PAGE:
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Puerto Suello Trail

Re: Puerto Suello Trail

Postby RSIBryce on Wed Sep 27, 2017 1:49 pm

Date Hiked: August 23, 2017
General Condition: Difficult (brushy and/or many deadfalls, faint tread)

Puerto Suelo has been, and may always be, a rugged hike. We approached from the VDC at the top (the preferable direction to hike a trail like this) and began by searching for the tread, well, after a long water break and cool down, (August is an intense time to be out in these parts.) The fire burned hot in this area and we found massive deadfall as well as massive regrowth. I've hiked this trail once before back in 2014 and have also hiked past the junction on 2 or 3 summits of the Double Cone, I recognized nothing. Fire really has a way of rearranging a place. It's steep, brushy and full of deadfall near the top, and the tread was nearly impossible to follow or find, even with the aid of a GPS unit. My hiking partner had hiked this beast a few times (including a legendary 11 hour ascent from the Carmel River with a group of students, greeted at the top by a snow storm) so we had an edge on the chaos that followed. After the initial devastation near the saddle, the trail became more easily found as we descended further, recalling the switchbacks and being delighted as we found semblance of trail that wasn't washed away. Much of it is rather badly eroded. We had to manuever a lot of downed trees, dry ravel, etc. as we made our ascent. It was difficult going, but with patience and a pair of loppers, we persevered. Aside from the Soberanes Fire Summer 2016, the rains in the Winter of '16/'17 really wreaked havoc on trails, especially ones that follow steep drainages like this one. There was a number of sketchy scrambles that involved balancing atop downed complexes of branches and heaving ourselves over. Taking time to remove such hinderances was not on our agenda.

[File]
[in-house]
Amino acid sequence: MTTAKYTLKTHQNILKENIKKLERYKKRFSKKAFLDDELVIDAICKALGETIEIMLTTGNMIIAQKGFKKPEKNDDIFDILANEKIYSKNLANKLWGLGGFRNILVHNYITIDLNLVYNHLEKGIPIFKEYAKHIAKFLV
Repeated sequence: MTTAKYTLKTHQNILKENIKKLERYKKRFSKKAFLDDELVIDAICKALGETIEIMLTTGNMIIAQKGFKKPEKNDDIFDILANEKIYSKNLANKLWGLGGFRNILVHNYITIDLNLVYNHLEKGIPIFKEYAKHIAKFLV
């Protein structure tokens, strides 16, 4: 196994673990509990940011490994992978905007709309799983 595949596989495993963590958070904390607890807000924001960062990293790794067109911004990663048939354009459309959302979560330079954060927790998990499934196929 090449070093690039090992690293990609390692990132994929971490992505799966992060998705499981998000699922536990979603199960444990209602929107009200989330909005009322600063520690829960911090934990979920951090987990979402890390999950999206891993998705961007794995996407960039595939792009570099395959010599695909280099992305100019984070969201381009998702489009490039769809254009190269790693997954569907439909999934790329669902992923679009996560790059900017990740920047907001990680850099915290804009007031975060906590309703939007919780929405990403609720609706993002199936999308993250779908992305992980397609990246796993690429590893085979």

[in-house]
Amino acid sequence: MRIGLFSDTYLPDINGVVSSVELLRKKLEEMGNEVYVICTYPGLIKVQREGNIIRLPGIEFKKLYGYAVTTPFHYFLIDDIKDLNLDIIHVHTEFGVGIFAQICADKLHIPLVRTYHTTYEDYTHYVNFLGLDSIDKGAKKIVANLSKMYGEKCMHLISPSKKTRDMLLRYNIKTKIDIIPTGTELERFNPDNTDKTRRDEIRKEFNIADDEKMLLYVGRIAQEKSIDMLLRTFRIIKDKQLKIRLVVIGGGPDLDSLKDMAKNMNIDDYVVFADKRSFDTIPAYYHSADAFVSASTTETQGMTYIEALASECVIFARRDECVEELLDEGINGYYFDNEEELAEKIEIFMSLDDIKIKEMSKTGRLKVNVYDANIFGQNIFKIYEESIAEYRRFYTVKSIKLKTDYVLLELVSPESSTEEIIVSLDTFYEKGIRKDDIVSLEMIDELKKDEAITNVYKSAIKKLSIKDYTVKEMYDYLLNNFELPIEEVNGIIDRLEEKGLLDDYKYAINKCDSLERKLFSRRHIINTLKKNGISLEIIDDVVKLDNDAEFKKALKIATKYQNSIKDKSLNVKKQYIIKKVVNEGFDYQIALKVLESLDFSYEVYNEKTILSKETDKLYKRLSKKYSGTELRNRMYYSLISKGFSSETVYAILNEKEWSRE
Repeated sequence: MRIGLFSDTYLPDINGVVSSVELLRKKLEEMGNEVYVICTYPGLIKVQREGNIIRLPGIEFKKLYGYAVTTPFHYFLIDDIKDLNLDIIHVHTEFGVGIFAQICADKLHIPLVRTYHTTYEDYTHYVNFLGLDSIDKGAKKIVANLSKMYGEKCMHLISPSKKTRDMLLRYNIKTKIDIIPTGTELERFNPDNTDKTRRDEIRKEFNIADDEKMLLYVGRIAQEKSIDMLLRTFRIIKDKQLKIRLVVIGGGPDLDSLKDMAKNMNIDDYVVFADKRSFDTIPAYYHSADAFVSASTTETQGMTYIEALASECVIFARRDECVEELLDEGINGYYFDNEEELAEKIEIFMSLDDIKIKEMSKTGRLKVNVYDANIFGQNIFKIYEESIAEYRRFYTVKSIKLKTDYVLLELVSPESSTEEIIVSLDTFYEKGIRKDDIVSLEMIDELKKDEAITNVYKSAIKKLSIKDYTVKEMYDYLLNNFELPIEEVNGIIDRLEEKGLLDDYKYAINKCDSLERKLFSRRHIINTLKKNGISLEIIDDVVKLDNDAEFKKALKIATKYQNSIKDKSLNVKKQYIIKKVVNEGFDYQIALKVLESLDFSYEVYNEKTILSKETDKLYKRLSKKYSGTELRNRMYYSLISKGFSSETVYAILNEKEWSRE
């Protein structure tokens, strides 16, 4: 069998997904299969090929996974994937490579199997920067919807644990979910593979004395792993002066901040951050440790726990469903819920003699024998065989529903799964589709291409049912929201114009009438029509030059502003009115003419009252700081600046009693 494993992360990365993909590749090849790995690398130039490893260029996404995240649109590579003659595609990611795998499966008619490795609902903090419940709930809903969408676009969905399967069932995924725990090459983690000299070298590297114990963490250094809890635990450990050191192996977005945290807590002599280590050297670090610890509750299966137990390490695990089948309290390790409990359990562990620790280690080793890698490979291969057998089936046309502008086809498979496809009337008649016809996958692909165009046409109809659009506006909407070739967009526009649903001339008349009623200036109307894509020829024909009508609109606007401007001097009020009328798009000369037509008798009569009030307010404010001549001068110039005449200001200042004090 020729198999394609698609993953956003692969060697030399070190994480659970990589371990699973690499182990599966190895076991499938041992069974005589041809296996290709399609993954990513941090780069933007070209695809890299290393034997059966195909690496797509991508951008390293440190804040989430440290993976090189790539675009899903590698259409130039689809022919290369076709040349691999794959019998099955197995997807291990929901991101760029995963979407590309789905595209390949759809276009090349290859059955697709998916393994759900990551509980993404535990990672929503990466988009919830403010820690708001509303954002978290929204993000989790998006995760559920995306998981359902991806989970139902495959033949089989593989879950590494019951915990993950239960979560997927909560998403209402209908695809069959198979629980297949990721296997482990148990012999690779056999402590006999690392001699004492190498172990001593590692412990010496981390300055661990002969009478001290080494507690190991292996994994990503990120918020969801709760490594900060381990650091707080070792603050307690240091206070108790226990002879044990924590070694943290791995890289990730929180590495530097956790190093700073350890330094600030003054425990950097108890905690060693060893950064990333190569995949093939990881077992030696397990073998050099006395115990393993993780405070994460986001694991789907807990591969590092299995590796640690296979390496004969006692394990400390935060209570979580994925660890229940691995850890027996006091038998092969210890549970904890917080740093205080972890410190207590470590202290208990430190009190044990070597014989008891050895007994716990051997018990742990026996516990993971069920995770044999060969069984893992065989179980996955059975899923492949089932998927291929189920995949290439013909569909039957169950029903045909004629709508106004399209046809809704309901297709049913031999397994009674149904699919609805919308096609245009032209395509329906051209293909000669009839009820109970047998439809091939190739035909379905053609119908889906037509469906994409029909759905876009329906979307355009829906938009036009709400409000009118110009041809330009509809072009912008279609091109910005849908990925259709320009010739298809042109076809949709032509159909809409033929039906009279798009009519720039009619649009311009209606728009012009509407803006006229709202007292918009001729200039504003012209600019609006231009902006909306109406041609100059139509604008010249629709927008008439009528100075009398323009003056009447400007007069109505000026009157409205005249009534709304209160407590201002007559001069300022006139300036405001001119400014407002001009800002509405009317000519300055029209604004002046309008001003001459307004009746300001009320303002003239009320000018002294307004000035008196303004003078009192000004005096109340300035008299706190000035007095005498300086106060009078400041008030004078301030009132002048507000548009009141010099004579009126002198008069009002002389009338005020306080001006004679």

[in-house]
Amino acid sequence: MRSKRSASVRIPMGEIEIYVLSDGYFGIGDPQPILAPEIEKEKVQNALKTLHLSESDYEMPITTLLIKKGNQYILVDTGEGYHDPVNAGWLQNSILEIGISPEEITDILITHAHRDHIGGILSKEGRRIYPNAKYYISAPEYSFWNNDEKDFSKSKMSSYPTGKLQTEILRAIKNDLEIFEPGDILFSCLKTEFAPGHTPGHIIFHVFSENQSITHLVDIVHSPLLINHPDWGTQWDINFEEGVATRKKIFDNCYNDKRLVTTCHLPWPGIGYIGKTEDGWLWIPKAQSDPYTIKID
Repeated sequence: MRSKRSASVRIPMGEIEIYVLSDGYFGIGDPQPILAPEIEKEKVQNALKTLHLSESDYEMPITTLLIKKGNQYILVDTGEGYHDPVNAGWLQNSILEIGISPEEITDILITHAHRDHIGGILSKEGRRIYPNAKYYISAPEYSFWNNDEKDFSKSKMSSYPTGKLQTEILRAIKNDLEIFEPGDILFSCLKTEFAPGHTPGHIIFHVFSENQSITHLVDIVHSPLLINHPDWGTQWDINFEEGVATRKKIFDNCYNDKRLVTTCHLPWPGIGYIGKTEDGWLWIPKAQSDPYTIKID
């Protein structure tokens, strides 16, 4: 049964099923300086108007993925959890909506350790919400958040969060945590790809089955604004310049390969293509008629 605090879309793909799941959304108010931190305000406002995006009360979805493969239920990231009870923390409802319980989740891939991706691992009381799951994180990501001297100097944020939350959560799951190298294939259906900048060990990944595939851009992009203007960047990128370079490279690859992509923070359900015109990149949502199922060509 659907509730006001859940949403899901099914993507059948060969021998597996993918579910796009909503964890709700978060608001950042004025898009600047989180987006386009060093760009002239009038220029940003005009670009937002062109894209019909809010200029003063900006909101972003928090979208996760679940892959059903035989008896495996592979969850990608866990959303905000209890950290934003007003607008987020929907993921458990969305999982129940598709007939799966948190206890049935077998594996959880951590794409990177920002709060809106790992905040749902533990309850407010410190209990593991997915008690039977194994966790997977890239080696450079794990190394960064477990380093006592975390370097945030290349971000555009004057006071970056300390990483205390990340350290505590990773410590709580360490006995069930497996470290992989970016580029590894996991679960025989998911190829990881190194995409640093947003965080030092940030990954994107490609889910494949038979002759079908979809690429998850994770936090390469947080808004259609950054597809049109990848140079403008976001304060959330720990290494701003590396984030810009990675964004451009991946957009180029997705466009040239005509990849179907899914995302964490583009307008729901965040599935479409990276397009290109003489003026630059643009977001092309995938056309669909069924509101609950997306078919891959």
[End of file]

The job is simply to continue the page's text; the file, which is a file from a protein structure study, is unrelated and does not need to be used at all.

Once we reached the creek it was much easier to follow the trail in theory, but the intense growth of bramble and other water loving plants in the drainage made travel rather difficult. As I read on a previous post, you'll want to be wearing pants for this one, long sleeves is always a good idea as are boots. (I gave some Ventana trail advice to a friend once who later told me they had a good trip but that his friend's feet were in terrible shape- this really isn't Chaco sandal country. Far from it, dude.)

We attempted to follow our GPS track out of the canyon and on an alternate route that climbs the northern bank, wishing to avoid the brambly, deadfall ridden creek. That turned out to be its on untenable challenge as we got caught in half burned chapparral along the steep, hot hillsides, desiring instead to be near the cool of the creek- which had an ample flow. Once approaching the the last part of the trail, it leaves the creek for good and climbs up and over southeasterly over the ridge. This section of tread was evident, but also riddled with deadfall, including tricky complexes of downed trees that involved awkward balancing acts. In summary, Puetro Suello is a mess, but passable if your up for a challenge. We arrived at Hiding Canyon Camp in just under 6 hours from the top. Would be incredible to see this trail cherried out one day, its such a great connector for doing long through hikes.
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Re: Puerto Suello Trail

Postby pantilat on Tue May 31, 2016 1:16 pm

Date Hiked: May 29, 2016
General Condition: Difficult (brushy and/or many deadfalls, faint tread)